Kcentra: Side Effects, Dosage, Warnings

Kcentra: Side Effects, Dosage, Warnings

What is Kcentra?

Kcentra is brand name of Prothrombin Complex Conc (Human). (generic name: Prothrombin Complex Concentrate (Human) brand name: kcentra).

PROTHROMBIN COMPLEX CONCENTRATE (proh THROM bin KUM pleks KON suhn treyt) is used in patients who are taking a vitamin K antagonist like warfarin to stop bleeding or when urgent surgery is needed.

Kcentra is a purified, heat-treated, nanofiltered and lyophilized non-activated four-factor Prothrombin Complex Concentrate (Human) prepared from human U.S. Source Plasma (21 CFR 640.60). It contains the Vitamin K Dependent Coagulation Factors II, VII, IX and X, and the antithrombotic Proteins C and S. Factor IX is the lead factor for the potency of the preparation as stated on the vial label. The excipients are human antithrombin III, heparin, human albumin, sodium chloride, and sodium citrate. Kcentra is sterile, pyrogen-free, and does not contain preservatives. The product contents are shown in Table 7 and listed as ranges for the blood coagulation factors.

FDA Approves Kcentra: The U.S. Food and Drug Administration has approved Kcentra (Prothrombin Complex Concentrate, Human) for the urgent reversal of vitamin K antagonist (VKA) anticoagulation in adults with acute major bleeding. Plasma is the only other product approved for this use in the United States.

It is used to undo the effects of certain blood thinners like warfarin. Patients receiving chronic anticoagulation therapy with warfarin and other VKA anticoagulants to prevent blood clotting in conditions such as atrial fibrillation or the presence of an artificial heart valve sometimes develop acute bleeding. Like plasma, Kcentra is used in conjunction with the administration of vitamin K to reverse the anticoagulation effect and stop the bleeding. Unlike plasma, Kcentra does not require blood group typing or thawing, so it can be administered more quickly than frozen plasma.

Kcentra is associated with the occurrence of blood clots when used as indicated, and carries a boxed warning regarding the risk of blood clots. The warning also explains that patients receiving Kcentra should be monitored for signs and symptoms of thromboembolic events, as both fatal and non-fatal arterial and venous thromboembolic complications have been reported in clinical trials and post marketing surveillance.

Kcentra is made from the pooled plasma of healthy donors. It is processed in a way to minimize the risk of transmitting viral and other diseases. The FDA approval of Kcentra was based on a study of 216 patients who had been receiving VKA anticoagulation and who had acute major bleeding along with a clotting test value indicative of anticoagulant use. Kcentra was demonstrated to be similar to plasma in terms of the ability to stop acute major bleeding.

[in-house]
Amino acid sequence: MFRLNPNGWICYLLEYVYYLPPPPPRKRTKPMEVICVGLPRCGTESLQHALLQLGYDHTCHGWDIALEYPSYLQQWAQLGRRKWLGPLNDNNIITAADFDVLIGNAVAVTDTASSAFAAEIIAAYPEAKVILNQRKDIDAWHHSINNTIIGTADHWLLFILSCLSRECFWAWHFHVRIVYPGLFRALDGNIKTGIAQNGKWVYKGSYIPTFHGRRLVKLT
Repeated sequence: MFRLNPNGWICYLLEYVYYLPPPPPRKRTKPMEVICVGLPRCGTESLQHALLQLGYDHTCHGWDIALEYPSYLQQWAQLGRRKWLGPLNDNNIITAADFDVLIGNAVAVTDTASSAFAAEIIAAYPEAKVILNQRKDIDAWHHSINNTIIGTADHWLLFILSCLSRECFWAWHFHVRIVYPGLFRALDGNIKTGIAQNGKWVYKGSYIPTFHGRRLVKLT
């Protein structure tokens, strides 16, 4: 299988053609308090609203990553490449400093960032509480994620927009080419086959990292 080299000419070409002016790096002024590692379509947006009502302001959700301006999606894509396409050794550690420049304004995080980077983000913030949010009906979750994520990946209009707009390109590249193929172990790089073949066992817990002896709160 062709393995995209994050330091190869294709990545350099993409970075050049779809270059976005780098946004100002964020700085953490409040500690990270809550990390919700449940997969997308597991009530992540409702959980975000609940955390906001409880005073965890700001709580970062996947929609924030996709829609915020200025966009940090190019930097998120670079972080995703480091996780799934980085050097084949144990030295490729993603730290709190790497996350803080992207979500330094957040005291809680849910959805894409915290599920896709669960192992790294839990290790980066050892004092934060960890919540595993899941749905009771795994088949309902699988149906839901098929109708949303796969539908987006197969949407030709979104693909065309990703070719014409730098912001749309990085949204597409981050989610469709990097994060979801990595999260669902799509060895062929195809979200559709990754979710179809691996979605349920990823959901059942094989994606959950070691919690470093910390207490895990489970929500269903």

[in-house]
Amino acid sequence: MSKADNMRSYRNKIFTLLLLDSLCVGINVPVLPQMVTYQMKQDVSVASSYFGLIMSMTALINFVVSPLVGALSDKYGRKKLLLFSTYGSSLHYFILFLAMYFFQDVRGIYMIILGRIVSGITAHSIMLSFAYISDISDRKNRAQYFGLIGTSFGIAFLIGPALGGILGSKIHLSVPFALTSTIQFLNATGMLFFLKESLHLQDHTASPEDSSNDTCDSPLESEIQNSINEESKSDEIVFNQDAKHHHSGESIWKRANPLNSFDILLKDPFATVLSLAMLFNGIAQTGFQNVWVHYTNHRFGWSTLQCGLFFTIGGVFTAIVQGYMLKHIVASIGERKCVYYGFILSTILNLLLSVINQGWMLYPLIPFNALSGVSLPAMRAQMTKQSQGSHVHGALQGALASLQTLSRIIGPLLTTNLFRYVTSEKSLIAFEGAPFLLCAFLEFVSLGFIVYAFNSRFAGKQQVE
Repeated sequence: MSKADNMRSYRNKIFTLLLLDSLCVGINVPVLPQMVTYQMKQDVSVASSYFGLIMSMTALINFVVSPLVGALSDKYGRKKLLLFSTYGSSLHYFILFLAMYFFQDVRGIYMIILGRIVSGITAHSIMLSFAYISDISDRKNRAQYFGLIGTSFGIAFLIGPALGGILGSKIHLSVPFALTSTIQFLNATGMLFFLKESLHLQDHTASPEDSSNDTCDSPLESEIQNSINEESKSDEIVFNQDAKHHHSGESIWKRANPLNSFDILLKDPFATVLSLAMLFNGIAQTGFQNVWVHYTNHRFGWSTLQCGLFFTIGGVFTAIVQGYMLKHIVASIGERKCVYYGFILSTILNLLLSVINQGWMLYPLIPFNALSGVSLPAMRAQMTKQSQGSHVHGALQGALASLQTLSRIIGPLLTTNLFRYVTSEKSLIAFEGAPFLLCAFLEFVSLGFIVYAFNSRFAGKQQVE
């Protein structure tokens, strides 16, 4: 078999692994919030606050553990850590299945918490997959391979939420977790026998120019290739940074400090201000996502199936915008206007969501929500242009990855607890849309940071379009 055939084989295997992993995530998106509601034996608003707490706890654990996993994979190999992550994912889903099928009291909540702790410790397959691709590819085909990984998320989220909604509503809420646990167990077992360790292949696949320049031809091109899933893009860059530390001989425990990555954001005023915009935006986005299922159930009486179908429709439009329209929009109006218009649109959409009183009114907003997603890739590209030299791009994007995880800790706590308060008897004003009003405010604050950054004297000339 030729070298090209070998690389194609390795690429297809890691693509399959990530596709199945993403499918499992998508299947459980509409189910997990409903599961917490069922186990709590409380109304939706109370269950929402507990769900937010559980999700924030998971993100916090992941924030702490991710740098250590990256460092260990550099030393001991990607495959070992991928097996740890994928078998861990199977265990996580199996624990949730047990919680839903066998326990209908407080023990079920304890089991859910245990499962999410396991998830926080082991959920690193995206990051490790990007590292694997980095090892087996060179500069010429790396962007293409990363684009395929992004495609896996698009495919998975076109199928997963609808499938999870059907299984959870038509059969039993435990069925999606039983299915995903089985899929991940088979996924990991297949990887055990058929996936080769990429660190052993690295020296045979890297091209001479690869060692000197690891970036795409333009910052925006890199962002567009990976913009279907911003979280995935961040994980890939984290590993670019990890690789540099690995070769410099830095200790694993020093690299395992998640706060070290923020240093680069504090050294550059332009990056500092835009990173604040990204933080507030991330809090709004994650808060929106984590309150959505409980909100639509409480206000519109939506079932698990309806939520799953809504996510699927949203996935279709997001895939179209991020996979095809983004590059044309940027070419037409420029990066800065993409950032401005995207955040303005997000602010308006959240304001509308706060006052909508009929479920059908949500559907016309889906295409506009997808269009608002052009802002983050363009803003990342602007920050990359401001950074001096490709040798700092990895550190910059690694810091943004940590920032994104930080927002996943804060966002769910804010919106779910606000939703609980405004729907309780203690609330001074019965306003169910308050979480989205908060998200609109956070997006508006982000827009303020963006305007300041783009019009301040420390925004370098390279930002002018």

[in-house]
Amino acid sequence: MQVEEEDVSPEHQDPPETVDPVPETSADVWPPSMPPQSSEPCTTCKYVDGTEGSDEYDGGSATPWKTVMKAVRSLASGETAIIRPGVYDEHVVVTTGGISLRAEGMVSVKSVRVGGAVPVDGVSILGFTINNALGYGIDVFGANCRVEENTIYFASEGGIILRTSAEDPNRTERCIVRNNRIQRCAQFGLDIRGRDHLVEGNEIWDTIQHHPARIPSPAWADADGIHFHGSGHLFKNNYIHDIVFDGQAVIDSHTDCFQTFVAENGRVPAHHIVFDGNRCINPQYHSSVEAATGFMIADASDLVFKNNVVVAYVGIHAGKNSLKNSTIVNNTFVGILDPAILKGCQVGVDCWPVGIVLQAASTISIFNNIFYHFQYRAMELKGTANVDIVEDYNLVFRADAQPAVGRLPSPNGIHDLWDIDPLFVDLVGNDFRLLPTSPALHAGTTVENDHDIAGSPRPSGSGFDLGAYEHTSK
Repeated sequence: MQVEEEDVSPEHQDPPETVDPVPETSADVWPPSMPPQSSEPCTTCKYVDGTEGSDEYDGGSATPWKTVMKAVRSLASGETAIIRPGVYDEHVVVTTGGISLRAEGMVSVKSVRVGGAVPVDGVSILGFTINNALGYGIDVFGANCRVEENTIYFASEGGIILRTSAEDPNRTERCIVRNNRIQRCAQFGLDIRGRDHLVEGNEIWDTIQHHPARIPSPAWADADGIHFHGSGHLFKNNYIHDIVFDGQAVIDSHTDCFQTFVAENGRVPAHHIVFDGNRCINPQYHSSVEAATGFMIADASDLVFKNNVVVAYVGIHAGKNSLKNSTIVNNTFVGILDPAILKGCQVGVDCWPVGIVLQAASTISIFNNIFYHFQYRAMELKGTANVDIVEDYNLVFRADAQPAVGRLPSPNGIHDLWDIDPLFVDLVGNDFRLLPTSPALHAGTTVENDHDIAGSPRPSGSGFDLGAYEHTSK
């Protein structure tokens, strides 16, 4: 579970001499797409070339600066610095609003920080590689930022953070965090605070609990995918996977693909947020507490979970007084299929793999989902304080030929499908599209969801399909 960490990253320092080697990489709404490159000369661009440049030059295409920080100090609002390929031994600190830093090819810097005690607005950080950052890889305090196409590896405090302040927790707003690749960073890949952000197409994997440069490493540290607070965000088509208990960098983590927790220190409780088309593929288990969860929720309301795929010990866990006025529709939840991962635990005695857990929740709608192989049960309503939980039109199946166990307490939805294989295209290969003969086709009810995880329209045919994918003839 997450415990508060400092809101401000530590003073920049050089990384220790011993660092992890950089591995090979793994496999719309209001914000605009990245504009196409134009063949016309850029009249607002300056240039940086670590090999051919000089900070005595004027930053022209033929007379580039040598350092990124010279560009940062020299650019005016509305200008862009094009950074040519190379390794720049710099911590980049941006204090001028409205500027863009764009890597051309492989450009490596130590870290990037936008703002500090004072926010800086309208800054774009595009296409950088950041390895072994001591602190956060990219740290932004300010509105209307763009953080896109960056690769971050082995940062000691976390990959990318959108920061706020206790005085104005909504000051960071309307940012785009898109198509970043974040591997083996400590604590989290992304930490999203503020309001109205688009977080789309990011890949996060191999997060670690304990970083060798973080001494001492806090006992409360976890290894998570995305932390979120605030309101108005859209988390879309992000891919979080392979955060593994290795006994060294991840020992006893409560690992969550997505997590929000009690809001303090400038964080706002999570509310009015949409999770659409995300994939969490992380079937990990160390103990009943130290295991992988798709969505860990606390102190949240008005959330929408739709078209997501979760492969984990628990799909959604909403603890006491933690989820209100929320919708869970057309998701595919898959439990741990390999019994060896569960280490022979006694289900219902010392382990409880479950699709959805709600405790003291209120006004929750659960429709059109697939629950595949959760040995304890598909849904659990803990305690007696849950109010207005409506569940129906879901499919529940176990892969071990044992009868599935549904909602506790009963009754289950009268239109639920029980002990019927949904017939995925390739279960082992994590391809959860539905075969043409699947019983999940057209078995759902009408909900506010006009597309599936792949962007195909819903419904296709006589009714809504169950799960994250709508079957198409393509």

Use Kcentra (prothrombin complex conc (human) [(factors II, VII, IX, X), prot C, prot S]) as ordered by your doctor. Read all information given to you. Follow all instructions closely. It is given as an infusion into a vein over a period of time. if you miss a dose call your doctor to find out what to do.

if you suspected to overdose call your poison control center or get medical care right away. Be ready to tell or show what was taken, how much, and when it happened.

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Dosage of Kcentra

The actual potency per vial of Factors II, VII, IX and X, Proteins C and S is stated on the carton.

Individualize Kcentra dosing based on the patient's current pre-dose International Normalized Ratio (INR) value, and body weight.

Administer Vitamin K concurrently to patients receiving Kcentra. Vitamin K is administered to maintain Vitamin K-dependent clotting factor levels once the effects of Kcentra have diminished.

Repeat dosing with Kcentra is not supported by clinical data and is not recommended.

Dose ranging other than what is recommended has not been studied in randomized clinical trials of Kcentra.

Reconstitute Kcentra with 20 mL of diluent (Sterile Water for Injection, USP) provided with the kit. When reconstituted, the final concentration of drug product in Factor IX units will be in a range from 20-31 units/mL, depending on the actual potency, which is listed on the carton.

Side effects of Kcentra

The most common adverse reactions (ARs) (frequency ≥ 2.8%) observed in subjects receiving Kcentra were headache, nausea/vomiting, arthralgia, and hypotension.